f. 7, table of sums; [f. 8rv, blank].
The table of sums at the end of the quire is likely a show of the young scribe’s bookkeeping skills. Above it is the instruction “Bringe unter eine Summe”, and its first column is headed “Reichsthaler”. The headings of the three other columns are heavily abbreviated, and their meaning presently unknown. There are two mathematical symbols used (a small zigzag and two short parallel lines), which are unfamiliar today. The relationships between the numbers in each column, and the relationship of columns to one another is unclear: the table’s sums do not result from simple addition.
Over the course of the eighteenth century, girls’s education expanded to include more diverse topics, and deeper exploration of them. While girls of lower social standing might learn basic arithmetic in elementary schools, girls of wealthier (merchant or bourgeoisie) families gained tutelage in a variety of practical or domestic, as well as intellectual and artistic, subjects (Mayer, 2006). These expanded studies took place, albeit in different types of schools, for girls of all backgrounds in both Catholic and Protestant areas (Petschauer, 1989, esp. pp. 165-6, 174-5). At the least, and as demonstrated by this table, she had learned by the age of 12 a level of arithmetic suitable to running her future household.
This manuscript is a sample book: it contains texts copied by the scribe to show her proficiency in two calligraphic writing styles popular in late eighteenth-century Germany. Beginning in the sixteenth century, writing masters across Europe produced such sample books of their skills, sometimes supplementing printed writing manuals. Some, called ‘copybooks’, included space for students (whether under direct tutelage or self-taught with these guides) to replicate the masters’s style by copying next to or below their samples.
Developing a calligraphic hand was a valued artistic and practical skill, for men and women alike, in eighteenth- and nineteenth-century Europe. Produced to show the learning of a twelve-year-old girl, and presumably copied from a child’s reader rather than a writing manual, this is not quite a copybook. We know of no comparable German examples from this date by a young child, although they might exist discretely in institutional and private collections. Sophia Bauerin’s book resembles that made by one Jan Haverman, a (presumably) young man of Amersfoort in The Netherlands in 1733, held by the Cotsen Children’s Library at Princeton University (see Immel, 2017). During this period Western Europe had a variety of national cursive hands. In learning to write, German students would learn the ‘Latin’ block letters and cursive, and then the so-called ‘Deutsche Schrift,’ including blackletter and kurrent (Herrmann, 2015), and, as seen in this book, sometimes Kanzleischrift (Chancery script) with its older, Gothic elements (Nesbitt, 1957, pp. 117-118).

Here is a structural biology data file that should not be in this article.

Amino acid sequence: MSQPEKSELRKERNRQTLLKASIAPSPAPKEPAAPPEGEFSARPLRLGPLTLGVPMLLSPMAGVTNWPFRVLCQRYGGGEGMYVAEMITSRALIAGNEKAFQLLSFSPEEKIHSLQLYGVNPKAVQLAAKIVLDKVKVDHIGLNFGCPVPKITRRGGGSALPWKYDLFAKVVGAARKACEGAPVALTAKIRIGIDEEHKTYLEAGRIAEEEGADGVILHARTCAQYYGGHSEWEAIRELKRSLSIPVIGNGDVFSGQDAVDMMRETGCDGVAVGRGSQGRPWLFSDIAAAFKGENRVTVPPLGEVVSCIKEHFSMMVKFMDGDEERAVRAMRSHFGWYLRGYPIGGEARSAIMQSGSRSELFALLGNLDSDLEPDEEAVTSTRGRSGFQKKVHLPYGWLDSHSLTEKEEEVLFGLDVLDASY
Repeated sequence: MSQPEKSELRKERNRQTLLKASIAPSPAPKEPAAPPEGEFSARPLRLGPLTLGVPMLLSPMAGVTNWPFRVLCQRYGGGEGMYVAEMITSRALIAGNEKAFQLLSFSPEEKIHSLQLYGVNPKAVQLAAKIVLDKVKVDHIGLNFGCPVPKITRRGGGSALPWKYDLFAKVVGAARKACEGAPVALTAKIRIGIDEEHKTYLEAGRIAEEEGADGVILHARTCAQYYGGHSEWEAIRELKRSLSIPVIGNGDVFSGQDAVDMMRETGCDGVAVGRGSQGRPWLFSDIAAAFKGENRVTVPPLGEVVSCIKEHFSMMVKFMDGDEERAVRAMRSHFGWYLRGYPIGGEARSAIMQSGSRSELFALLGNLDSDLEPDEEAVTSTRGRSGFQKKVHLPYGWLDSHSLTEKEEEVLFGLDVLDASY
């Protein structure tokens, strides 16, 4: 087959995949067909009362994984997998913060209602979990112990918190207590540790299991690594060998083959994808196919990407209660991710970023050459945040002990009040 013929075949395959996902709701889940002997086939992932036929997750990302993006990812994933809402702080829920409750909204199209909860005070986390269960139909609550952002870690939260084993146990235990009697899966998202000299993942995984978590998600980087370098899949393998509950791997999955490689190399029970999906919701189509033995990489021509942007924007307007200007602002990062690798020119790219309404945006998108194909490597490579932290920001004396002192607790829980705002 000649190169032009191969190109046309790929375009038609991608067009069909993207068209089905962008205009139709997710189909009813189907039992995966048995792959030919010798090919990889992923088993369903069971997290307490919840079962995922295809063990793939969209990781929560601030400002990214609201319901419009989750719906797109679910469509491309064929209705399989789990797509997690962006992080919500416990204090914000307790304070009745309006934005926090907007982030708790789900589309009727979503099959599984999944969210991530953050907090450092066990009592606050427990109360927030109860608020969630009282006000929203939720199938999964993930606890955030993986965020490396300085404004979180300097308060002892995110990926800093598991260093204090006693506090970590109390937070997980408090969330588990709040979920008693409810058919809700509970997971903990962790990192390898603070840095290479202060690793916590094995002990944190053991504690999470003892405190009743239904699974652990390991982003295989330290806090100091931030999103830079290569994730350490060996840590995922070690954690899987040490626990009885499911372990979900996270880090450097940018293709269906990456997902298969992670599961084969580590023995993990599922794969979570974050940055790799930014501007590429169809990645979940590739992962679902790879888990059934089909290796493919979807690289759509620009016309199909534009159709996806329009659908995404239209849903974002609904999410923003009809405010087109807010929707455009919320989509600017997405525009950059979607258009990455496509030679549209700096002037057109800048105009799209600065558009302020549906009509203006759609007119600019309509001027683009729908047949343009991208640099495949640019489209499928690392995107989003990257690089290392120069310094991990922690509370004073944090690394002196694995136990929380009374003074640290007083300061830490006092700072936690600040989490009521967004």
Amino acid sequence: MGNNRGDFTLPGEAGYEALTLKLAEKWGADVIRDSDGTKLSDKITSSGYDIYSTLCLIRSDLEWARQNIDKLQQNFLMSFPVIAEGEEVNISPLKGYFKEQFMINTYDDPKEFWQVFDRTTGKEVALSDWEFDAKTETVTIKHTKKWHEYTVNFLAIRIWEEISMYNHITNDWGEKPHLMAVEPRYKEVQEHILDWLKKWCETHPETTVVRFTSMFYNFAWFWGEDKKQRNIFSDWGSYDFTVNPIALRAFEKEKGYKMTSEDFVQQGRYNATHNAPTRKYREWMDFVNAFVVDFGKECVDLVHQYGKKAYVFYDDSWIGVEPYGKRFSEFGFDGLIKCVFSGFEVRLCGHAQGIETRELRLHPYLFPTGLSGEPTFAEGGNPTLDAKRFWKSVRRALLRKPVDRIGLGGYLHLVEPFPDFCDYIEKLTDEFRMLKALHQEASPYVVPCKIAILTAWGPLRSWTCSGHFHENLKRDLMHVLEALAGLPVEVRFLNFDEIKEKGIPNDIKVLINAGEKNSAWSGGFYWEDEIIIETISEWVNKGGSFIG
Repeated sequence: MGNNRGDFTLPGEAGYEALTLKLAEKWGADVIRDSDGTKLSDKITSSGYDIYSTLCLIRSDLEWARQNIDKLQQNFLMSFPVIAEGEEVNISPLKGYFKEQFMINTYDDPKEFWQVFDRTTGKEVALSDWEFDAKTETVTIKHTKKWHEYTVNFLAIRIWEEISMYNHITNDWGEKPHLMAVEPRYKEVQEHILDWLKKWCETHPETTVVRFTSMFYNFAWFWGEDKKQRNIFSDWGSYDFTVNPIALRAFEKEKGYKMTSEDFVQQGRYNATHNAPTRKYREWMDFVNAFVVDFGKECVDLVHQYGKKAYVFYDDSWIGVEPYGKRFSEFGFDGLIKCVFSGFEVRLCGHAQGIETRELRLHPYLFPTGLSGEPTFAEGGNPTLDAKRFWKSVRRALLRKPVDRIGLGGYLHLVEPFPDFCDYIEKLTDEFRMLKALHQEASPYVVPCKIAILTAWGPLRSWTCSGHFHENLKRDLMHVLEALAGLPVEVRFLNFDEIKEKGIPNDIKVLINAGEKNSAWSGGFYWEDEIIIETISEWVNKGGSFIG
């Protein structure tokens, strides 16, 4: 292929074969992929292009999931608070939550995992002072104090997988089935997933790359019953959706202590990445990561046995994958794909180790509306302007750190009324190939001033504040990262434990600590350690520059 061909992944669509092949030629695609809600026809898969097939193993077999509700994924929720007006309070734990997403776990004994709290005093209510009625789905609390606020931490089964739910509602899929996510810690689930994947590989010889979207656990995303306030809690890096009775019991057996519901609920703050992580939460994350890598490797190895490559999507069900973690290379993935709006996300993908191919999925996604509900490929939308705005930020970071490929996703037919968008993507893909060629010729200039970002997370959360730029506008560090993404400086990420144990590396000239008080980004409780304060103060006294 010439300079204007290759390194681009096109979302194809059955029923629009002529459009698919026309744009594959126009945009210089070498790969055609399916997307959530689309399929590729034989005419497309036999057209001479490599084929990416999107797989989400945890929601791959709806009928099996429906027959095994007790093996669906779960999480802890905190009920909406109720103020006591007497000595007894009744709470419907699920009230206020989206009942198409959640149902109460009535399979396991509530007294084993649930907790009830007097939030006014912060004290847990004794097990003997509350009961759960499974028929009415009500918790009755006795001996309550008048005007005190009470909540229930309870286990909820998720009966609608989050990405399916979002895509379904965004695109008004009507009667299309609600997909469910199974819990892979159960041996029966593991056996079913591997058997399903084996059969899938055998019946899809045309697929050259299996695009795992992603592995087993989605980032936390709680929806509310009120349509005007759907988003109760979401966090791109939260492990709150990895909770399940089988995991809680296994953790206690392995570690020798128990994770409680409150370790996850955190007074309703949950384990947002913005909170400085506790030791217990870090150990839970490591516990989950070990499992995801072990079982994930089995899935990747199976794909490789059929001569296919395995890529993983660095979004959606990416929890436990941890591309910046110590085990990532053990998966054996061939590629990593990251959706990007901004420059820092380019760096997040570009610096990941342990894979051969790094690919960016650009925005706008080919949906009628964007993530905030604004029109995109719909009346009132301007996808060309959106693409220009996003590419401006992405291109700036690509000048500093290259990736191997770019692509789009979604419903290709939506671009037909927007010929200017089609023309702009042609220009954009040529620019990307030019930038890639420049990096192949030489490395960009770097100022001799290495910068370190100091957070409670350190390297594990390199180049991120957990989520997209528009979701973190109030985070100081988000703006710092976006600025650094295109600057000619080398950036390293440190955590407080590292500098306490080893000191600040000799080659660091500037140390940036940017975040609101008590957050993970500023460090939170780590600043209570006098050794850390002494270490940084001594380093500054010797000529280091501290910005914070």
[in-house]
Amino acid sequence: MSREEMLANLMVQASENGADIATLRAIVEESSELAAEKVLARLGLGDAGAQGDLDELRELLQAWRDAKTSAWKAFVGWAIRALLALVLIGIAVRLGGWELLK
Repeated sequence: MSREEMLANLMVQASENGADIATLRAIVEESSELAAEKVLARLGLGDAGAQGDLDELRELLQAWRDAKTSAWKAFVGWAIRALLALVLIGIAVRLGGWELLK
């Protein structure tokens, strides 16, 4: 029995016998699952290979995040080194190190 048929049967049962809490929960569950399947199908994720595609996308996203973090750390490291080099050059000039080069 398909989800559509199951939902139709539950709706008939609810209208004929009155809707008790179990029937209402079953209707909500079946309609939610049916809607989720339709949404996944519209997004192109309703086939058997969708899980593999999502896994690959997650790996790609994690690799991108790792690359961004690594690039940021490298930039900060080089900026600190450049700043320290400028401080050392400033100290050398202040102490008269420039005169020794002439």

In the post-Enlightenment era when this sample book was made, literature for European children became less centered on the fairy tales of the previous century in favor of collections of moralizing stories. The German Philanthropists had strong convictions about the power of moralizing stories to subliminally teach children how to live happy, moral, and useful lives (Ghesquiere, 2014, pp. 21-2). One leading German Philanthropist was Johann Bernard Basedow, who compiled a volume containing Der Menschenfreunde in 1795; Joachim Heinrich Campe, who included Drei junge Resende in some of his Kleine Kinderbibliothek editions, was another. We might propose that Sophia Bauerin’s parents and/or teachers agreed with this pedagogical philosophy with regards to her moral education.
Anderson, Donald. Calligraphy. The Art of Written Forms, New York, 1969.
Basedow, Joachim Nikolaus. Lehr- und Lesebuch nebst Gebeten und Liedern für Kinder, Copenhagen, 1795, pp. 164-165.
Campe, Joachim Heinrich, ed. and pub. Kleine Kinderbibliothek, volume 2. Hamburg, 1815 [repr.], pp. 107-108.
Ernesti, Johann Heinrich Martin. Erstes Uebungs-Buch in der Muttersprache und praktische Vorbereitung zu den schönen Redekünsten, Munich, 1829, pp. 95-96.
Ghesquiere, Rita. “Why Does Children’s Literature Need Translations?” in Children’s Literature in Translation: Challenges and Strategies, Jan Van Coillie and Walter P. Verschueren, eds., London and New York, 2014, pp. 19-34.
Hauber, M., ed. Blüthengärtlein, enthaltend Erzählungen, Parabeln, Legenden und Märchen, zur Beförderung eines christlich-relgiösen Sinnes, Munich, 1828, pp. 162-163.
Mayer, Christine. “Education for All: Why were Women Included? Sketches from Eighteenth-century Germany,” History of Education 35 (2006), pp. 731-750.
Nesbitt, Alexander. The History and Technique of Lettering, Mineola, NY, 1957.
Neue Lesestükke für Kinder (auch für erwachsene Personen zur Unterhaltung), n.p., 1796, pp. 105-106.
Petschauer, Peter. The Education of Women in Eighteenth-Century Germany: New Directions from the German Female Perspective. Bending the Ivy. Studies in German Thought and History 9, Lewiston, Queenston, Lampeter, 1989.
Rühmende Erzählungen und Gespräche, Kempten, 1782, pp. 13-14.
Rutz, Andreas. ‘Elementary education and the practices of literacy in Catholic girls’ schools in early modern Germany’, Paedagogica Historica 48 (2012), 283-98.
Sammlung aus den besten prosaischen und poetischen Schriften zur Uebung im emphatischen Lesen und Deklamiren nebst einem Anhange von geschäftlichen Aufsätzen zum Gebrauche in Schulen. Frankfurt am Main: Andreäischen Buchhandlung, 1812, pp. 169-70.
von Schmid, Christoph (ed.). Festtags-Büchlein für die Jugend: zur Beförderung der Jugend, Bildung das Geistes und Veredlung des Herzens, Volume 1. Augsburg: Schlosser, 1836, pp. 7-8.
Sloboda, Stacey. “Between the Mind and the Hand: Gender, Art and Skill in Eighteenth-Century Copybooks,” Women’s Writing 21 (2014), pp. 337-356.
Spalding, Almut. Elise Reimarus (1735-1805): The Muse of Hamburg. A Woman of the German Enlightenment, Würzburg, 2005.
Steudel, Johann Christian Friedrich. Beyspiele des Guten: Eine Sammlung edler und schöner Handlungen und Charakter-Züge aus der Welt-und Menschen-Geschichte aller Zeiten und Völker. Der Jugend und ihren Freunden gewidmet, volume 3, Stuttgart, 1813. p. 120.
Woodbury, W.H., Woodbury’s Elementary German Reader: Consisting of Selections in Prose and Poetry, Chiefly from Standard German Writers; with a Full Vocabulary, Copious References to the Author’s German Grammars, and a Series of Explanatory Notes; Designed for Schools, Colleges and Private Students. New York, 1854 and later reprints, p. 20.
Berlin, Singakademie zu Berlin, SA 3343 in the Wasserzeichen Informationssystem Databank (Landesarchiv Baden-Württemberg)
Herrmann, Ralf. “Kurrent—500 years of German handwriting,” Typography.guru, 21 February 21 2015
Immel, Andrea. “Curator’s Choice: Pen Flourish Figures in Jan Haverman’s Copybook,” Cotsen Children’s Library Blog, Princeton University, 27 October 2017, https://blogs.princeton.edu/cotsen/tag/copybooks/